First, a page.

3 months ago
April 1, 2019
Record Number of Patent Applications Drive Translation Demand
Patent translation is big business. The world’s most valuable listed LSP and global top 5 by revenue, RWS, generates a third of its sales from IP translations and related services. Patents are a major driver of translations since national patent offices often require corporations to translate patents and related documentation into the local language(s). Language service providers (LSPs) develop specialized solutions to support customers through rigorous patent application and filing processes.
The number of patent submissions continues to climb: WIPO, the World Intellectual Property Organization based in Geneva, has recently published its figures for 2018, revealing the top countries and top companies for patent applications.
There were more than 250,000 patent applications filed with WIPO’s Patent Cooperation Treaty (PCT) in 2018, up nearly 4% from 2017. While the US still topped the list of countries for most patent applications in 2018, the number actually fell from 2017. China, meanwhile, is hot on the heels of the US, growing 9.1% from 2017.
The top 10 countries for PCT applications in 2018 were as follows:
The top 10 companies for PCT applications in 2018 were as follows:
WIPO Translation Spend and NMT Investment
Along with the many companies requiring translation in order to file their patent applications, there is internal translation demand at WIPO, which is managed by WIPO’s Language Division. The Language Division oversees translation of everything from treaties and legislative texts to meeting reports and committee documents.
WIPO increased provision for the outsourcing of translation in 2018/2019 across multiple areas of strategic priority in its 2018/2019 budget released in 2017. There was an extra CHF 1m (USD 1m) made available for the outsourcing of translation for Conference and Language Services and an extra CHF 7.7m for the outsourcing of translation for the PCT.
The 2018/2019 budget also provided for increases in non-personnel resources for translation costs and the improvement of NMT technology for WIPO Translate, its publicly available translation tool designed for patent documents.
Translation continues to be a strategic imperative as WIPO seeks to improve “WIPO Translate using Neural Machine Translation technology” and ultimately to “pursue proactive procurement approaches and rapid adoption of new technologies, to reduce increases in translation cost.”
The 2018/2019 budget aims to maintain the unit translation cost from 2016, a very expensive CHF 0.55 per word for conference and language services.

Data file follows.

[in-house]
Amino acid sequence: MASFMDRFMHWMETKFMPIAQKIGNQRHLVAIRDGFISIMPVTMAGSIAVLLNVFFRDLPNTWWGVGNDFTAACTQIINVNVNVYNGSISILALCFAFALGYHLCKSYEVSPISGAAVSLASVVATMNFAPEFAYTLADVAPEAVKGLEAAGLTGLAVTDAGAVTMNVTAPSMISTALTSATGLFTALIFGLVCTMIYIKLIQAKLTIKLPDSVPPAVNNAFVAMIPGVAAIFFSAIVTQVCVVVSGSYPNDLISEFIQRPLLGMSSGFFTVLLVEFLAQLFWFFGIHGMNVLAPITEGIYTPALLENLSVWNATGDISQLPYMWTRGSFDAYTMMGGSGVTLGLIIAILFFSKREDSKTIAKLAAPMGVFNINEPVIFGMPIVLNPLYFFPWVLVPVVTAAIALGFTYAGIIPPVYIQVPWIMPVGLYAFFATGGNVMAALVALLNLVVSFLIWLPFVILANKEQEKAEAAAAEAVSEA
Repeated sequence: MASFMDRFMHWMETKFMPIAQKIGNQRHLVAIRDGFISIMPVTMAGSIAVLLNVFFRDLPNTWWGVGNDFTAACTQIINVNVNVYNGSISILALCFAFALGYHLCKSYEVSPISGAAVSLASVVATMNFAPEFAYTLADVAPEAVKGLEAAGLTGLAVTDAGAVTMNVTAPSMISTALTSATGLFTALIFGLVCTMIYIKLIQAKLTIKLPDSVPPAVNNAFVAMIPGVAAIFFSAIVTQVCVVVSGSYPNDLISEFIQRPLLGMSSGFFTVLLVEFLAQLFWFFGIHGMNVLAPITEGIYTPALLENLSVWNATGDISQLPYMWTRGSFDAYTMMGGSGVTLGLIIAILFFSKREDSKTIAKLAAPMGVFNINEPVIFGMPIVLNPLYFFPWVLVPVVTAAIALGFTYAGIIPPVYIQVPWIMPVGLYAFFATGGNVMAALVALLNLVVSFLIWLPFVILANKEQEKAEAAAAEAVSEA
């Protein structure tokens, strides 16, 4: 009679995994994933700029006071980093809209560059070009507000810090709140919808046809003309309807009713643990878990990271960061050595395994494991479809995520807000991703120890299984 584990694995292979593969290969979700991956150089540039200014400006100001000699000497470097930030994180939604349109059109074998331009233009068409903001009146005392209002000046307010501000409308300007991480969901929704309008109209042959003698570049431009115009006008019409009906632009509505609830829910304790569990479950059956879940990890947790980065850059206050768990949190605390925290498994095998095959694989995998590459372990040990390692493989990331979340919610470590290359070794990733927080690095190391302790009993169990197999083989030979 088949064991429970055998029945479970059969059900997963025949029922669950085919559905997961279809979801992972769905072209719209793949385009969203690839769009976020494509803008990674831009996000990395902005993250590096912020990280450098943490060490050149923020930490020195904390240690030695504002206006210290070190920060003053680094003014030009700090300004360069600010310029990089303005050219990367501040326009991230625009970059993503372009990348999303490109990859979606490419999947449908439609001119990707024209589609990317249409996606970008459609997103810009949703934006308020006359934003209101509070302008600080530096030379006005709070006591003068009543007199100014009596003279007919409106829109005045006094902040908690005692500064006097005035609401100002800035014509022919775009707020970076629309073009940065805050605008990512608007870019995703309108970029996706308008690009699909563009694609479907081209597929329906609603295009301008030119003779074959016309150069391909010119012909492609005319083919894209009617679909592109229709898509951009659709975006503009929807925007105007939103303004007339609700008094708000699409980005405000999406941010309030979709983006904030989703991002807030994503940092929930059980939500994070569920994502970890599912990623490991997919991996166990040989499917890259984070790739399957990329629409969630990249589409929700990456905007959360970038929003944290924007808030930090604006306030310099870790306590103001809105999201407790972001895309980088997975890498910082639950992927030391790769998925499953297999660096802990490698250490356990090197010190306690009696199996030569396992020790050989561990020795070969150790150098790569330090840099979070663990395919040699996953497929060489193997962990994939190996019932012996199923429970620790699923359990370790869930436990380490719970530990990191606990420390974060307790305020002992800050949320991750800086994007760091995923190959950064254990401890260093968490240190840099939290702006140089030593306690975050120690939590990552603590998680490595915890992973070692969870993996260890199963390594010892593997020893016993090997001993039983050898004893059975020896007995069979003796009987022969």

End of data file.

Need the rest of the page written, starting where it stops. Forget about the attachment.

WIPO may well be wary of compromising quality for cost since they observed that “a slight drop in quality to 86 per cent resulted from efforts to reduce costs via post-editing,” in 2016/2017.
PEMT Production Pilot
Meanwhile on the supplier side, RWS recently updated investors on its progress in rolling out machine translation across its Patent Translation and Filing division. “RWS staff translation team are in PEMT production pilot,” the October 2018 presentation read.
“Test results show significant productivity gains for junior translators, but are less persuasive for seniors,” RWS found. The UK-based LSP said post-editing is now a component in some RFPs they participate in, but concluded that the IP and patents industry is still “inherently change-averse.”
RWS generated a third of its total GBP 306m revenues for 2018 through its Patent Translation & Filing division (GBP 102m), and another GBP 9.7m through its Patent Information division.
The patent boom continues to underpin RWS’ profits and supports the LSP’s share price, which is trading near record highs.
RWS is not the only large LSP with a focus on patent translation: Morningside Translation and Welocalize (through the Park IP acquisition) both operate patent divisions designed to facilitate the complex patent application filing process.
Then there’s MultiLing, an IP- and patent-focused LSP with around USD 40m in 2018 revenues. MultiLing was acquired by Questel, an IP software and services provider, in September 2018. Questel coordinates patent filing for its customers, which includes research and analysis of patents, trademarks, and designs. An internal translation service adds another string to Questel’s bow.
Asian Patent Boom
“Asia-based innovators filed more than half of all international patent applications via WIPO for the first time in 2018 on significant growth from China, India and the Republic of Korea,” the WIPO release stated. As WIPO figures highlight, there is lots happening in Asia when it comes to patent applications, and LSPs would do well to latch on to this boom.
The RWS crystal ball predicted growth in China as far back as 2015, according to their 2018 annual report. “China shows every sign of fulfilling the strategic growth potential we envisaged in 2015,” the report read. RWS also said that growth in China led them to put extra bodies on the ground, and they now have around 300 staff there.
RWS underlined the importance of China, which “continues to be our long-term strategic revenue growth market [since] the region continues to attract North American and European patent filers seeking patent protection there.”